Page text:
The Anna Maria Island Sun Newspaper

Vol. 14 No. 31 - May 28, 2014


Anna Maria Island Sun News Story

The ABC’s of non-traded REITs

Investment Corner

REIT is an acronym for Real Estate Investment Trust. REITs are effectively a mutual funds that own a diversified portfolio of commercial and residential properties. The owner of REIT shares receives a pro-rate share of rental income and appreciation of value over time.

Most real estate investment trusts trade like stocks on an exchange and are very easy to sell if you need your money out of the investment for some other purpose. These publically traded REITs are priced to reflect investors’ views of the value of the properties in the portfolio every business day.

Some REITs are not listed on an exchange and are illiquid until the general operating company running the REIT liquidates the properties held, then distributes cash to the shareholders. This second type is known as a non-traded real estate investment trust.

Non-traded REITs tend to be sold at a share price of $10. Prior to the 2008 financial crisis, owners of non-traded REITs would see their shares carried on their statements at the $10 price for the entire life of the REIT, which was typically 7 to 10 years. Of course, they would also collect quarterly distributions from the rental income of the properties in the portfolio along the way until the portfolio was eventually liquidated and their share of the sales proceeds distributed in cash.

The ludicrous part of the fixed pricing scheme came to light as the financial crisis unfolded. Everyone knew that the prices of both residential and commercial property were declining at the time, so to hold the value on the statement at $10 per share was a total misrepresentation of the true value of the portfolio. Regulators stepped in to remedy the situation and many non-traded REITs were re-priced in the $5 to $6 range.

Today, non-traded REITs are required to get all the portfolio’s properties appraised once a year and the share value of the portfolio recalculated based on the appraisals. So, while non-traded real estate investment trusts don’t change price daily, there is a process to bring the price into line with reality once a year.

There are pros and cons to investing in non-traded REITs. Advantages include higher distribution yields than most traded REITs. And, while share prices are adjusted once a year, the generally stable pricing tends to dampen the investors portfolio volatility.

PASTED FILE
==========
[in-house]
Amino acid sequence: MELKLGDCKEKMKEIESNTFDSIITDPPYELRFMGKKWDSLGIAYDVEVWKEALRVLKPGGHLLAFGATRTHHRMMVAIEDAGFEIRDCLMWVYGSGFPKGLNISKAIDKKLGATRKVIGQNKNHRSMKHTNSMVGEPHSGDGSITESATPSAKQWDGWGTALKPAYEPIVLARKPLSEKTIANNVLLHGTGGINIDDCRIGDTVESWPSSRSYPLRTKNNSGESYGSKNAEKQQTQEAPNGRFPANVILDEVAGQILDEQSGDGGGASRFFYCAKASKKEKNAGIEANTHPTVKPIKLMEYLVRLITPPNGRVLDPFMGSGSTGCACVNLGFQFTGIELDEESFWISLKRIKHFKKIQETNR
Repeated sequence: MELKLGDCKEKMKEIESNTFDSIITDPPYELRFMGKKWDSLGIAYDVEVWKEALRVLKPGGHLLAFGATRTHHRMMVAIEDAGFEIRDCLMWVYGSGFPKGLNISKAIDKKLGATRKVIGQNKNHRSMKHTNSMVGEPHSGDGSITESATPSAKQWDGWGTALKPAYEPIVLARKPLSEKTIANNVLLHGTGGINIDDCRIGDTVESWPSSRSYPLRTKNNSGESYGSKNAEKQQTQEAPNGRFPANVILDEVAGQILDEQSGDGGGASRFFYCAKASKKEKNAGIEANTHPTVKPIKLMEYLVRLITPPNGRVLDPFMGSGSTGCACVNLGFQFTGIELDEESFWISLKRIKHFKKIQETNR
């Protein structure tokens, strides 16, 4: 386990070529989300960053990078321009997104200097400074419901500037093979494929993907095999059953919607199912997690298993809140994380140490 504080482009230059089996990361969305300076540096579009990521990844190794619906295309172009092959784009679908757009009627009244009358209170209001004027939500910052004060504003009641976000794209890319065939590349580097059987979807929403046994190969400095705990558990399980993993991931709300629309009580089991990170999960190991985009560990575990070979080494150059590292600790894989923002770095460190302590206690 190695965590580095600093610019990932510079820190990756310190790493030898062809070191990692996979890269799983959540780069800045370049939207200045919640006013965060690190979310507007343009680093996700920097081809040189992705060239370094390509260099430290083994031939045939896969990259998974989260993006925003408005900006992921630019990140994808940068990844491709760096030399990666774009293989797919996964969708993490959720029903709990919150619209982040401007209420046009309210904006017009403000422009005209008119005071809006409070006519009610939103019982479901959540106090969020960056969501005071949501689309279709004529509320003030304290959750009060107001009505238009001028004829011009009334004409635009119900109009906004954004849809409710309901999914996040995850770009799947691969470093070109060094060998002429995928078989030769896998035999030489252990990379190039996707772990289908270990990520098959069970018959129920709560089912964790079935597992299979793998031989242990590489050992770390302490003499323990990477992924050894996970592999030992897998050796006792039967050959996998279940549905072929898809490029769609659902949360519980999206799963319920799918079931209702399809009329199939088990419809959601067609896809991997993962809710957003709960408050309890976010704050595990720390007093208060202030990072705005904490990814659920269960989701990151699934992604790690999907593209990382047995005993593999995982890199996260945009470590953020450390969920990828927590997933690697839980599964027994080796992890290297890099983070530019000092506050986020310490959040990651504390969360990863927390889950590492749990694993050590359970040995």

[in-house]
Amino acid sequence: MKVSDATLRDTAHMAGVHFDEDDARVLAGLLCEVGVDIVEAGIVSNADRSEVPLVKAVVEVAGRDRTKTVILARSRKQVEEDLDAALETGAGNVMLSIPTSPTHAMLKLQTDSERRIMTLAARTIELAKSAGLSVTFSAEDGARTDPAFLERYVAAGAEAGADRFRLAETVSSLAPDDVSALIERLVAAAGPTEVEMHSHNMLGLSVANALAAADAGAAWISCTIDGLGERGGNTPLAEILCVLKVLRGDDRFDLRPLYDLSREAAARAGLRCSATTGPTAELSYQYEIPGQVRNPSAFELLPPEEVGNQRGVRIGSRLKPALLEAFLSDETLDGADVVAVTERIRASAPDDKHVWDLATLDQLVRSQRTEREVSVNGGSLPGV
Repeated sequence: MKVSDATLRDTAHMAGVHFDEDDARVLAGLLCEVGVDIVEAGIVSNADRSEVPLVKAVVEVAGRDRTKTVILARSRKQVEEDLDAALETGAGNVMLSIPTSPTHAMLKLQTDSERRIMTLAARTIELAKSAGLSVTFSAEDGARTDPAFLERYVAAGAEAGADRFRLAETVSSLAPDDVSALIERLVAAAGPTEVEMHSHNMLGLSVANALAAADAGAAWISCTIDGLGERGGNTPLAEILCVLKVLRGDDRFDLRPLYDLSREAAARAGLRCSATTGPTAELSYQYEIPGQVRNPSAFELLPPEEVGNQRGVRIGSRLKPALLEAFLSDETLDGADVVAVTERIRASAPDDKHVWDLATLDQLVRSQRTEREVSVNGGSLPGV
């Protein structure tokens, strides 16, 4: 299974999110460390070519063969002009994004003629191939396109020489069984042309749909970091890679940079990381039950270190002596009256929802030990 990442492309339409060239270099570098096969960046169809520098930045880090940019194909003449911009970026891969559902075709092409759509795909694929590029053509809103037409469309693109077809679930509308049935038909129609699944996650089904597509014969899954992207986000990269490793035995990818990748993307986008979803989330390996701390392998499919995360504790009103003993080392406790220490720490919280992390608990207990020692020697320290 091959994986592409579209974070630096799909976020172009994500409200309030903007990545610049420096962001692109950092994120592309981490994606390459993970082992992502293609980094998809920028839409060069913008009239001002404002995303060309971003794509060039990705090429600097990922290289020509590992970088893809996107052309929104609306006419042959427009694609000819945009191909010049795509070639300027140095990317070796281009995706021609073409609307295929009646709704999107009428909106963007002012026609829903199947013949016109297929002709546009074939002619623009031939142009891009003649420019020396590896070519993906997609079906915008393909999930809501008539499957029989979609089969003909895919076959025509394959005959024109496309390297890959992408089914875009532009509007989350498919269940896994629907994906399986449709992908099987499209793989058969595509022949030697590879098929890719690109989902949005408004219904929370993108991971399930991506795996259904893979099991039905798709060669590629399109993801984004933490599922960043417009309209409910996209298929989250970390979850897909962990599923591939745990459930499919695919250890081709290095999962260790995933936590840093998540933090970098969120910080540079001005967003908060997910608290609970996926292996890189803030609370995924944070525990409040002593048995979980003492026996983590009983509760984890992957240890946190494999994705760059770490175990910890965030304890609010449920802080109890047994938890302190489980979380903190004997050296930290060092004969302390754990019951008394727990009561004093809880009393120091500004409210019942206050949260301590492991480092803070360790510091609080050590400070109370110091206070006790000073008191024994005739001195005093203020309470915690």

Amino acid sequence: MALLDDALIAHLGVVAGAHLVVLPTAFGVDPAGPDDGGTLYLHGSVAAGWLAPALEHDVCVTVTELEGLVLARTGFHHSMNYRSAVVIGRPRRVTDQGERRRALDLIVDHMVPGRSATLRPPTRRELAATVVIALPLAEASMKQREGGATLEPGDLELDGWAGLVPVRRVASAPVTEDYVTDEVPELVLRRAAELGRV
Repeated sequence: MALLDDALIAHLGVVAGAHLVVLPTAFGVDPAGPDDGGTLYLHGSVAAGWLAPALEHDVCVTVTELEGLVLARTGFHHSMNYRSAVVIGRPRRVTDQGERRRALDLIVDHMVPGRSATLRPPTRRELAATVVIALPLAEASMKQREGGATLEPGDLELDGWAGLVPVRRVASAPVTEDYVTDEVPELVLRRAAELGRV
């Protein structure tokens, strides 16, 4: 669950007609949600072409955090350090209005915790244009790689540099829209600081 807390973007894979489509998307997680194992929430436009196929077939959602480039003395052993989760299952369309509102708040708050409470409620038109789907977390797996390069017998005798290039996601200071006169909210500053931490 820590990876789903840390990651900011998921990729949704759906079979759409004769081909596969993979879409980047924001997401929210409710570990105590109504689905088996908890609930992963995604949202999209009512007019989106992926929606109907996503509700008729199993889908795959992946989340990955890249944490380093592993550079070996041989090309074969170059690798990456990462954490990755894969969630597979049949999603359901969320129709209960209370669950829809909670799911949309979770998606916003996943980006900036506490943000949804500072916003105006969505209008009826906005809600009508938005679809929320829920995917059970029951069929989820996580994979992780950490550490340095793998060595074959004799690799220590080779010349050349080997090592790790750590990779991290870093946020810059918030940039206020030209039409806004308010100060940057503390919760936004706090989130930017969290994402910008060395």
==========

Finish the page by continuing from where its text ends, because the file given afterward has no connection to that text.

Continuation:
One thing to be aware of is that most non-traded REITs are sold by brokers and financial planners, who earn significant up-front commissions on the sale. There is nothing wrong with this if you value the advice and planning services provided by the broker or planner. Clients of fee-only registered investment advisors may be able to avoid the up-front sales fees, but instead pay the normal management fee charged by such an advisor.

Lastly, an interesting trend seems to be emerging in non-traded REITs. The long commitment of 7 to 10 years has started to shorten. Some REIT organizers have been liquidating portfolios in much shorter timeframes of 2 to 3 years. Still, investors should have a long-term commitment to these investments since there is no guarantee that the sale of the portfolio will take place that quickly.

Discuss these types of investment with your advisor to determine their suitability in your investment plan.

Tom Breiter is president of Breiter Capital Management, Inc., an Anna Maria based investment advisor. He can be reached at 778-1900. Some of the investment concepts highlighted in this column may carry the risk of loss of principal, and investors should determine appropriateness for their personal situation before investing. Visit


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